Sophocles’ “Elektra” is, in many ways, the older sister of “Hamlet”: a woman named Elektra (Rene Augesen) whose father, the king, was killed by her mother Clytemnestra (Carol Lagerfelt), and her mother’s lover, is so destroyed by her father’s death that she is in a constant state of lament and eventually seeks vengeance.
Unlike Hamlet, Elektra cannot avenge her father’s death herself; instead, she awaits the return of her brother, Orestes (Nick Steen), who consummates the task of killing the new king. In the meantime, she mourns, whines and gripes, hating her mother and sister for maintaining her place in her mother’s favor. But where “Hamlet” was a complicated story of family dynamics, responsibility, the complications of love and finding one’s place in the world, “Elektra” is a simple tale of violence breeding violence, with everyone’s deaths preordained by a vicious cycle and by the will of the gods.
Carey Perloff’s new production is caught in a failed attempt to modernize the play, with a modern set, modern dress and sometimes-modern interpretations of characters, while maintaining its origins in Greek tragedy. The Chorus consists of just one actor: Olympia Dukakis. While she possesses the dramatic weight to carry out the role, she seems out of place in all of the scenes: without a program to tell you she’s the Chorus, you find yourself wondering who she is, what her relationship is to the other characters and why she’s there. The most problematic of the modern costumes is Elektra’s see-through costume, which is very distracting; she may be enslaved and a beggar, but without alluding to prostitution, it struck me as a cop out for suggesting her vulnerability and didn’t necessarily fit into modern times.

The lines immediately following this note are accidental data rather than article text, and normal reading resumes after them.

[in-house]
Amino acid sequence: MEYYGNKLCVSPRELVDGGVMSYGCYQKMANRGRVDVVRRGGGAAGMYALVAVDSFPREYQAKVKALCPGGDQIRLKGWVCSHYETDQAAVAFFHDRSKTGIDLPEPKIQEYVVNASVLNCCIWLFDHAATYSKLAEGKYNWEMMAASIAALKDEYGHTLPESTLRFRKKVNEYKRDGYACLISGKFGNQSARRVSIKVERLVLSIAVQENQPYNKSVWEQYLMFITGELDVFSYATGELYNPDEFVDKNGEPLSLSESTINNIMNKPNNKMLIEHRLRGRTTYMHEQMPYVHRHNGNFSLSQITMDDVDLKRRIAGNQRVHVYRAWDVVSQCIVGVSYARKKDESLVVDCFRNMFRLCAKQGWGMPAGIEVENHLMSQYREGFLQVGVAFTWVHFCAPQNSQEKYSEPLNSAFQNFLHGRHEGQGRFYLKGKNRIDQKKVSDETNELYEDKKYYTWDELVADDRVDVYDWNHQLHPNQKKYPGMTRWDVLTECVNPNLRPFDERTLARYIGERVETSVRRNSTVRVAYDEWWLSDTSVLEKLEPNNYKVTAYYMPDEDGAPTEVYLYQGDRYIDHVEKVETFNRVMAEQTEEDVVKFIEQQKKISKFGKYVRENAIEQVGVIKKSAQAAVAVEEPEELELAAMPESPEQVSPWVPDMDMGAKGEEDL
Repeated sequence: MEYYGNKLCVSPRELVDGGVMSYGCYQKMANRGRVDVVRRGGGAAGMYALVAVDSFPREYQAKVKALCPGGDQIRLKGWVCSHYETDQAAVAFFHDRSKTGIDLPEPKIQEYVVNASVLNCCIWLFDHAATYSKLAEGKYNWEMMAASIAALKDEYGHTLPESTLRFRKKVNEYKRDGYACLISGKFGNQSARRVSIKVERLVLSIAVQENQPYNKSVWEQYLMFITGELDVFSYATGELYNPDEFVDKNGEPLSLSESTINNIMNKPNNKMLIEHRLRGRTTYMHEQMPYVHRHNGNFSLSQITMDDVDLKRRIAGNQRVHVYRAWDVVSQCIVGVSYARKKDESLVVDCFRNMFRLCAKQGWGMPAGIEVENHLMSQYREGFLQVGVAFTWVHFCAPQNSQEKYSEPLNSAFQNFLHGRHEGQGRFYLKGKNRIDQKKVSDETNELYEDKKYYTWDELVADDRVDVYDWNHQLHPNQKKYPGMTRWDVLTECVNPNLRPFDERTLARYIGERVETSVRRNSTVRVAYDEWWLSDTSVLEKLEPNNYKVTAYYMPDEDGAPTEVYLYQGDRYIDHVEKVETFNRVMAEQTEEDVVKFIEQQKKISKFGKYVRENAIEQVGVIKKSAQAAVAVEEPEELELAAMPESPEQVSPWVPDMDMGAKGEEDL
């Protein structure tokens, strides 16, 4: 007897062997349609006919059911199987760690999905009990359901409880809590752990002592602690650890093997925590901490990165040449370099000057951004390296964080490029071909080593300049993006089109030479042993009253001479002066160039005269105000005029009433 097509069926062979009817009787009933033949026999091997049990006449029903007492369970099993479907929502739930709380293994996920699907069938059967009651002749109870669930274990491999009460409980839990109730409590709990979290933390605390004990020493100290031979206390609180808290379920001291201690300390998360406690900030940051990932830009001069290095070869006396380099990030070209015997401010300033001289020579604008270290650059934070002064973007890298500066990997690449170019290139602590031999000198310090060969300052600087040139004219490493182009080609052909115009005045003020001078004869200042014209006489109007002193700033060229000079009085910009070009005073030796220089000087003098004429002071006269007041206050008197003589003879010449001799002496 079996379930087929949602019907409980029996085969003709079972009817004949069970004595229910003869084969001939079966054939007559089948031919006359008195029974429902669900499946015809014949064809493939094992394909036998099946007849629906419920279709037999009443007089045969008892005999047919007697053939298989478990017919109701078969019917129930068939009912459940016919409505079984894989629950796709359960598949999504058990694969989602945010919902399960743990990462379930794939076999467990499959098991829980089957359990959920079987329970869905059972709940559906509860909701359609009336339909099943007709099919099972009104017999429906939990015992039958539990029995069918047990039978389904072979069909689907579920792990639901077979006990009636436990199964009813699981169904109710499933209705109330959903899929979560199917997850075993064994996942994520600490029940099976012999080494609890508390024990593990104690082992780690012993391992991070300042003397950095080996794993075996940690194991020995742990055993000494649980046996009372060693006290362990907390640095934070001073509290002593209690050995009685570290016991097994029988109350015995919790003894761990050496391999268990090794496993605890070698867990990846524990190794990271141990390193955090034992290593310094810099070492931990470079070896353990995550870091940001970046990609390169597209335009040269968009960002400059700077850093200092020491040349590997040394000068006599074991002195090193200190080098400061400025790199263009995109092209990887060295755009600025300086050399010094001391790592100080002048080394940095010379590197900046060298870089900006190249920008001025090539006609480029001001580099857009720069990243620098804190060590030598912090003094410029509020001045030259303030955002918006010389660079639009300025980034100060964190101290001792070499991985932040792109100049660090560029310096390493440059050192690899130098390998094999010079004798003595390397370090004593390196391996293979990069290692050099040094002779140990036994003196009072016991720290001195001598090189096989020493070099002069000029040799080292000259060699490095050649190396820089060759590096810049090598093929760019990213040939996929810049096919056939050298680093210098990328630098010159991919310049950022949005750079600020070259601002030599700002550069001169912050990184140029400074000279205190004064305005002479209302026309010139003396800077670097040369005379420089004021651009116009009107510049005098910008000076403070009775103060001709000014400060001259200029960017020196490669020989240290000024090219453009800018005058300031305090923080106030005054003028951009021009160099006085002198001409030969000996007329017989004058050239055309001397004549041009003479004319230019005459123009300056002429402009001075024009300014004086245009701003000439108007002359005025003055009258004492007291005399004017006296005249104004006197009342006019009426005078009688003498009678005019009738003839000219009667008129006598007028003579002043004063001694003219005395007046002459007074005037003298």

The set is part of the problem, too. There is a dark stately building, the palace, charred black and fenced in by barbed wire, which appears to be part of the modern – and corrupt – world. It is so cut off from the rest of the world, yet of rank similar to Hamlet’s Elsinore, that you can’t help drawing parallels to the homes of today’s one percent. But since the actors switch between modern diction and overtly dramatic line readings that signal they’re in a Greek tragedy, it’s hard to chronologically place the play.
But while the direction is spotty at best, the all-star cast does give a fantastic and weighty performance. The standout was Carol Lagenfelt as Clytemnestra: dressed to look like Queen Elizabeth during her Jubilee, she is cool, calculating, brilliant and just sincere enough to make us question Elektra’s vendetta and unwavering loyalty to her father – she did, after all, kill one of her sisters. Lagenfelt is best known on the small screen for her role as CeCe Rhodes on “Gossip Girl,” and there are interesting parallels to be drawn between CeCe and Clytemnestra, who both seem to sell out for wealth and comfort, yet still exude a level of wisdom that makes them impossible to hate, despite how we are told we should. Rene Augesen, American Conservatory Theater’s star actress (for good reason), does what she can with a character who could be one-note; Augesen’s Elektra, instead, is tormented, grieving and full of conviction. Additionally, both Anthony Fusco as the Tutor and Nick Steen as Orestes are absolutely perfect.
“Elektra” runs through Sunday, Nov. 18 at the American Conservatory Theater in San Francisco at Nov. 13-17 at 8 p.m. and Nov. 14, 17 and 18 at 2 p.m.